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APT28’s Operation Roman Holiday Attack Targets Italy’s Navy

What Is It?

The Russian Advanced Persistent Threat (APT) group, known variously as APT28, Sofacy and Fancy Bear and active since 2007 or earlier, has been linked to various cyber espionage activities against government and public sector organizations, including the breach of the Democratic National Committee (DNC) during the 2016 U.S. presidential election cycle.

Most recently, researchers from Italy-based CSE Cybsec believe they have discovered an APT28 campaign targeting the Italian Navy. Given APT28’s targets in the second half of 2017 were mainly Asian and South East Asian countries, this new campaign has been dubbed Operation Roman Holiday.

The attack consisted of an initial piece of dropper malware, written in the Delphi programming language. Then, the dropper downloads the second stage malware from the internet and executes it. This second stage is a new variant of the X-Agent backdoor malware, which has previously been associated with APT28 and communicates to its command and control (C2) site using the secure HTTPS protocol. X-Agent malware has been observed to be available for most operating systems and can incorporate custom modules for each individual campaign.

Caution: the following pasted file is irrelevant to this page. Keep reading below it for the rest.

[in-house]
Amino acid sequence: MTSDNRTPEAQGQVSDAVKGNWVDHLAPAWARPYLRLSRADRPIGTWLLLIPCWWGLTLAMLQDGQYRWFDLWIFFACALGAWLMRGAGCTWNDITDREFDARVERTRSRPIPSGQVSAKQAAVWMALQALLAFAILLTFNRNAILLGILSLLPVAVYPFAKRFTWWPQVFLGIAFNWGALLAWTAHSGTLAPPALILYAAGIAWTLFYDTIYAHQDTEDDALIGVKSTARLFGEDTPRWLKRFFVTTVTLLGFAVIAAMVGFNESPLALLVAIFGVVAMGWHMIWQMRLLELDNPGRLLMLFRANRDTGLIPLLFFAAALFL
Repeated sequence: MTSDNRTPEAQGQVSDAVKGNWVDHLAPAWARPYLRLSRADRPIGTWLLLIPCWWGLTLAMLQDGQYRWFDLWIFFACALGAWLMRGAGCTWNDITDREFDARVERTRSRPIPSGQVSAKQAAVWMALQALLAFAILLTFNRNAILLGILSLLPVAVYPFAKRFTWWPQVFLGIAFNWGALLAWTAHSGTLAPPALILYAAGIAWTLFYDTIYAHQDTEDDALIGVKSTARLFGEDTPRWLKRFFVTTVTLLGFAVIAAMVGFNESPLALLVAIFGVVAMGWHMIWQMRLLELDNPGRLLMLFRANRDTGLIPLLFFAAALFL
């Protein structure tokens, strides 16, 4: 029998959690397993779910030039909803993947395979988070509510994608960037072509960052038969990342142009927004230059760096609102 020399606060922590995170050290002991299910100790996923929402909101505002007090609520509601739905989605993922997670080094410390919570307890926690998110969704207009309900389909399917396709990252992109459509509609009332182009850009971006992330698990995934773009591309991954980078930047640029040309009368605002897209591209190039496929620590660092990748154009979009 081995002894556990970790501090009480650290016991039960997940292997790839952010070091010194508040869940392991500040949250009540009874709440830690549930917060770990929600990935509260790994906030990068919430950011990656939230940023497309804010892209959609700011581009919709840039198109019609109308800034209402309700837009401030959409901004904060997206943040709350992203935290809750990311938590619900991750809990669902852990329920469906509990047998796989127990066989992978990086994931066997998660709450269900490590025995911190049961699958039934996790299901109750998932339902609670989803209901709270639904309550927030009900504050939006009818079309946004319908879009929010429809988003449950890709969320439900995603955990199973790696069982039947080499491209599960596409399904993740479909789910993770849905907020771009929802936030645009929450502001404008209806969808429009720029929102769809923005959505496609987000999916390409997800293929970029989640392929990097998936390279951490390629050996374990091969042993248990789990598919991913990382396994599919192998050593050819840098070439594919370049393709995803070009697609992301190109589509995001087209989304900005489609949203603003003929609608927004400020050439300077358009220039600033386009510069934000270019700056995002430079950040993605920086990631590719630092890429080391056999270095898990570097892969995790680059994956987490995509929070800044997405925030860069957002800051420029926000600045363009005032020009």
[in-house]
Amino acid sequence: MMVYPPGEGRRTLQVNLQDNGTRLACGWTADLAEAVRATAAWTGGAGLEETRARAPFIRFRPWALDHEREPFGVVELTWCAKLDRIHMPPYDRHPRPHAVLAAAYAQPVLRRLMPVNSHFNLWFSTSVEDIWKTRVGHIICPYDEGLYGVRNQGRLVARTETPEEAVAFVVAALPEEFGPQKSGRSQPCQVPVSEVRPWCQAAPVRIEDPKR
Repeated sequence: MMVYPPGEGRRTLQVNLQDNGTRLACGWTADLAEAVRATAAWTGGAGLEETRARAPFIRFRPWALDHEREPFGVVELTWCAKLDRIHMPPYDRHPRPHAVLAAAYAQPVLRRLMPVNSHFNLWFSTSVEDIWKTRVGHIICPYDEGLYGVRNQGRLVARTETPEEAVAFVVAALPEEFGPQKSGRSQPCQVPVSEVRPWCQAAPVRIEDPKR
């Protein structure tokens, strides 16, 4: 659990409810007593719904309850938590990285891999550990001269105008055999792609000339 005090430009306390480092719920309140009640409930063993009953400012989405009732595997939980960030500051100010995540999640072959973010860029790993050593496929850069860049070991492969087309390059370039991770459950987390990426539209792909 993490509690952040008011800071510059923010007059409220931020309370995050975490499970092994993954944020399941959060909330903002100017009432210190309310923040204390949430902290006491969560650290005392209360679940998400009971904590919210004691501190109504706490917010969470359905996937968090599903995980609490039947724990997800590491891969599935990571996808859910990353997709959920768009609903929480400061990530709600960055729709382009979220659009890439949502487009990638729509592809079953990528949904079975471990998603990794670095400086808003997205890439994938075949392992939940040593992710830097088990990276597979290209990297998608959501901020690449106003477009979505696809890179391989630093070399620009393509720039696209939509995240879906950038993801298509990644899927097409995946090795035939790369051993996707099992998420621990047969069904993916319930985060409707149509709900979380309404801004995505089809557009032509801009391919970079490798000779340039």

However, it was an additional Windows DLL file that the researchers found most interesting, due to its hardcoded C2 site, marina-info.net, which they believe to be specifically chosen for its resemblance to Marina Militare, the name of the Italian Navy. Researchers have yet to determine the specific requirements for this DLL file to activate, but believe it may be the IP range the infected system is part of.

How Does It Propagate?

The malware does not contain the necessary code to self-propagate. The samples were discovered after being uploaded to sites such as VirusTotal, however, it is highly likely the attack vector would utilize social engineering techniques such as spear phishing emails with attached malicious documents.

When/How Did BluVector Detect It?

Six samples are listed in the report and BluVector’s patented Machine Learning Engine (MLE) detected all of them. Regression testing has shown the samples would have been detected an average of 42 months prior to their release.

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